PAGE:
The Battle of Britain - Leadership and Strategy
The Battle of Britain (1940)
- The defeat of the German air force (the Luftwaffe) by Britain’s Royal Air Force (RAF,
- Saving Britain from German invasion (code named Sea Lion) during the
Second World War.
When did it happen?
10th July – 31st October, 1940
When Britain and its empire stood alone against Nazi Germany after the:
- German defeat of France on June 14th 1940 - see below.
- evacuation of British troops at Dunkirk (pictured right) in
northern France on June 4th 1940 – see below.
Key events before the battle
30th January 1933
Adolf Hitler becomes leader or
29th September 1938
The Munich Agreement, a peace agreement between:
- the British prime minister, Neville Chamberlain (pictured right with Hitler).
Chamberlain declares that there will be “peace in our time”.
23rd August 1939
Germany and Russia (then called the Soviet Union) sign a non-aggression agreement.
3rd September 1939
Britain and France declare war on Germany after the German invasion of Poland on September
The Germans use Blitzkrieg with:
- quickly advancing infantry and artillery.
- Stuka dive bombers, pictured right.
These tactics are also used to defeat France in June 1940 (see below).
Bletchley Park code breakers decipher the German Enigma code.
10th May 1940
Winston Churchill (pictured right on May
20th with his famous 'V' sign for victory) succeeds Neville Chamberlain as British prime minister.
27th May - 4th June 1940
Dunkirk - 338,000 British and French troops are evacuated from Dunkirk in north-eastern
14th June 1940
The Germans enter Paris (pictured right).
Britain has lost half its fighter planes trying unsuccessfully to defend France.
3rd July 1940
Britain destroys the French fleet at Oran in north Africa, signalling its determination to
British prime minister.
Chief of the British fighter planes (called Fighter Command) - see below.
Head of 11 Group, the RAF fighter stations defending south-east England.
Churchill’s minister for aircraft production.
Reginald Mitchell (pictured right)
Designer of the Spitfire, Britain’s best fighter plane.
Sydney Camm (pictured right)
Designer of the Hurricane, Britain’s other ace fighter.
Robert Watson-Watt (pictured right)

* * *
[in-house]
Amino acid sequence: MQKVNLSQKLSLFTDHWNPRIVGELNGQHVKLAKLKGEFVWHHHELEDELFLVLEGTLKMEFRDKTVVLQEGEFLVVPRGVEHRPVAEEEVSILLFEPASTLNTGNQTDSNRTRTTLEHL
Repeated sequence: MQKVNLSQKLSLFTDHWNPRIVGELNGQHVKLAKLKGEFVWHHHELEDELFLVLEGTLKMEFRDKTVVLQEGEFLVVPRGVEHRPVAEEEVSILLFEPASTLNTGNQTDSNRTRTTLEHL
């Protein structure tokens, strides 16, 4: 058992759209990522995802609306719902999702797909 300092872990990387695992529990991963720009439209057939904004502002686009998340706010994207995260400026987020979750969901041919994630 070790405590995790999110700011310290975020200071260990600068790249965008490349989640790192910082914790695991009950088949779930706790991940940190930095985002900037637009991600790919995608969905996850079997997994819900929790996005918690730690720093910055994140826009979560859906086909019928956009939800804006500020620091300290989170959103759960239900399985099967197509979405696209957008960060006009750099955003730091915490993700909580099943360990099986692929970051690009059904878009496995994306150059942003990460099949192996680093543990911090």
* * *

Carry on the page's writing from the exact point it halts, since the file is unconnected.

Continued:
Scottish inventor of radar.
Head of the Luftwaffe (the German air force).
Albert Kesselring (pictured right)
Head of German fighter planes in north-eastern France.
The fighter pilots
The pilots were the heroes (on both sides).
The opposing air forces (around 9th August 1940)
- 1,032 fighters - Spitfires (pictured right) and
Hurricanes (pictured right below)
- 1,011 fighters (mainly the Messerschmitt 109 - the dive bomber Stuka was
withdrawn in mid-August after heavy losses).
Key events in the battle
Britain exceeds the German production of fighters by 1,900 to 775.
12th August- 6th
German bombing of radar stations and airfields.
British night time bombing of Berlin.
Germans start bombing London in retaliation, the start of the Blitz (pictured right) which:
- hit other industrial cities
During the Blitz, Londoners are forced to shelter in the underground (or subway).
Buckingham Palace bombed, where King George VI (pictured right) lives.
This won him public support in the bombed areas like the East End in London (up until then
he had been booed).
Decisive British victory with 25 British and 60 German planes shot down (now
called Battle of Britain Day)
This led to Hitler’s indefinite postponement of invasion on 17th September.
Why did Britain win the Battle of Britain?
He turned Britain into a united nation of all conquering heroes through his:
- inspirational speeches (see the quotes at the end).
- complete confidence in victory (when most British people had given up)
2. Hugh Dowding
The Scottish head of Fighter Command, Hugh Dowding (nicknamed “Stuffy”), pictured right, was a hero because of
- insistence that all the RAF’s fighters weren’t used to defend France.
- determined focus on victory.
- promotion of radar (see point 9)
- support for the production of Spitfires and Hurricanes in the late 1930’s
(see point 5).
- support of Keith Park’s successful strategy of fighting in single
squadrons (see point 3).
But sadly Dowding was dismissed in November 1940 because of his unsuccessful handling of the German night
3. Keith Park
Park (pictured right) , a New Zealander, was the brilliant commander of 11 Group, responsible for defending
He inspired his pilots through his: